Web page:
Road rage. It’s a familiar fear for anyone who’s driven a car, and it’s re-enforced by all-too-frequent headlines. Though not always dramatic or violent, it’s often intense.
What driver hasn’t witnessed another motorist driving while distracted, dangerously tailgating, swerving through traffic at high speed, or gesturing rudely at others on the road? For that matter, what driver hasn’t felt a surge of anger after being cut off or having another car slide into the parking space they’d been patiently waiting for? What about when you are stuck in a traffic jam?
Click any of the images to view the full infographic.
Road rage and aggressive driving—the two terms are often used interchangeably, though both exist along a spectrum of bad behavior—are not rare events. A 2016 study by AAA found that almost 80 percent of drivers “expressed significant anger, aggression or road rage … at least once in the past year.”
Those people probably didn’t just sit quietly seething behind their steering wheels—AAA concluded that “approximately eight million U.S. drivers engaged in extreme examples of road rage, including purposefully ramming another vehicle or getting out of the car to confront another driver.”
In such a scary driving environment, what can you do to avoid angry drivers, manage your own traffic-induced frustration, and generally stay safe on the road? Here are some basics on how to identify and deal with aggressive driving.
Defining Road Rage and Aggressive Driving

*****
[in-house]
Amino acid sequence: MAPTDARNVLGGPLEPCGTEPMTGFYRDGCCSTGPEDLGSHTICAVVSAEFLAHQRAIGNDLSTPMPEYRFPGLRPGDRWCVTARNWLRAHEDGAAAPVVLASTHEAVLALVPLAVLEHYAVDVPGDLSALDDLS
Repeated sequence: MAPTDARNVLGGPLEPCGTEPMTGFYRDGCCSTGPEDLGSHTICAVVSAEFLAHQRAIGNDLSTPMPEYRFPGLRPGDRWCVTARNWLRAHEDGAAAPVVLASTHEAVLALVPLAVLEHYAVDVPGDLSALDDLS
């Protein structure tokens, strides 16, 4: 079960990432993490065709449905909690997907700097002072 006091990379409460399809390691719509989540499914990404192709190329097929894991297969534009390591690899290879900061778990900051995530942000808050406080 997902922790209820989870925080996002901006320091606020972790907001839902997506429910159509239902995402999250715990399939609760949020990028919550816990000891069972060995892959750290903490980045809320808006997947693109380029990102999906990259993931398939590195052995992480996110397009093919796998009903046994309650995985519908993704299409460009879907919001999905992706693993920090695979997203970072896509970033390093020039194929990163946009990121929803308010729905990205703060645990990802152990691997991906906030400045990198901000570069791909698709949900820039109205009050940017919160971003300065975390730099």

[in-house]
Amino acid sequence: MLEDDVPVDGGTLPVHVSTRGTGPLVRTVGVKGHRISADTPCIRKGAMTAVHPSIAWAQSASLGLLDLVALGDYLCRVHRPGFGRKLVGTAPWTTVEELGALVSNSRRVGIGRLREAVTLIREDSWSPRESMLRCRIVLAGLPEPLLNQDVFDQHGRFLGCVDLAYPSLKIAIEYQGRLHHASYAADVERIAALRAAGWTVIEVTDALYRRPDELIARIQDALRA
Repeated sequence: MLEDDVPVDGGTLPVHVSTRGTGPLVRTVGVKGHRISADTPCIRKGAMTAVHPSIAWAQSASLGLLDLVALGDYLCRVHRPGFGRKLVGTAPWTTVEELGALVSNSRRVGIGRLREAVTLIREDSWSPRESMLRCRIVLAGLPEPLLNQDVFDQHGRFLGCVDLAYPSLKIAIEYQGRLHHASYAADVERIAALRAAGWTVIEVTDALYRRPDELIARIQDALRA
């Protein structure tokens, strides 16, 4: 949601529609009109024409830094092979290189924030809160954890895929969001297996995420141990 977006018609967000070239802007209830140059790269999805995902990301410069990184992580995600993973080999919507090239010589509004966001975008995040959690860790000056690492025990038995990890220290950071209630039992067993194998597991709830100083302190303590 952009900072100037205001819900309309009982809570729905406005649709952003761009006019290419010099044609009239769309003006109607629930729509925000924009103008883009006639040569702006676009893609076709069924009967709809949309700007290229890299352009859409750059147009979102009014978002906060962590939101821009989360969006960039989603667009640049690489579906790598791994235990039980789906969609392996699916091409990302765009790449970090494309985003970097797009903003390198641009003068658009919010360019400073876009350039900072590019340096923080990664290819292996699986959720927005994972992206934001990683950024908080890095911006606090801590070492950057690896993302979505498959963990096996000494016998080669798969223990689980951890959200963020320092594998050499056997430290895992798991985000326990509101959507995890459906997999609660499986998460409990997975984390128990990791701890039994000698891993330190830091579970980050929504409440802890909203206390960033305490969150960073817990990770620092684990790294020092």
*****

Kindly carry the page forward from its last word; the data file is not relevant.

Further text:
The National Highway Traffic Safety Administration (NHTSA) defines aggressive driving as when “an individual commits a combination of moving traffic offenses so as to endanger other persons or property.” Road rage, according to the NHTSA, emerged as a label to “describe the angry and violent behaviors at the extreme of the aggressive driving continuum.”
Get This: They clarify that “aggressive driving is a traffic violation, while road rage… is a criminal offense”
Identifying Dangerous Driving Behaviors
Behaviors that can be classified as aggressive driving and/or road rage include:
- Yelling, honking, gesturing at other motorists
- Blocking other drivers from changing lanes
- Intentionally tailgating or cutting others off
- Chasing or challenging other drivers
- Getting out of the car to accost another person or vehicle
- Using a vehicle to purposefully ram other cars
If you witness any of these actions, or anything else that sticks out as especially rude, risky or confrontational, stay as far away as possible from the perpetrator on the road.
Handling Aggressive Drivers
If another driver is behaving aggressively or erratically, try your best to avoid becoming embroiled in a confrontation. If they insult you, or try to initiate a race or a fight, stay calm. Let the other driver pass, or do whatever is appropriate, legal and safe in the circumstances to put distance between your vehicle and theirs.
What else can you do?
Resist the temptation to punish someone’s bad behavior or to retaliate yourself. If the aggressive driver is threatening others, appears likely to cause an accident or is otherwise acting in a truly frightening manner, call the police and let them handle the situation. But if the aggressive driver is just being a run-of-the-mill brat, try to ignore them and focus on something more positive instead.
Are You an Aggressive Driver?
Make an effort to observe your feelings and behaviors when you’re behind the wheel. And try speaking with family members who frequently ride with you and have the chance to watch how you act in the driver’s seat. If you or your passengers notice that you often express anger or impatience, or that you seek confrontations with other drivers, that’s a good indication that something is wrong.
Keep in mind: Feeling outraged toward a driver behaving badly (endangering pedestrians, say) is normal. But frequently expressing anger—at other drivers, stop lights or the wait time at the drive-through, for example—and lashing out at or challenging other drivers is an extreme reaction and can have deadly consequences.
Managing Your Own Road Rage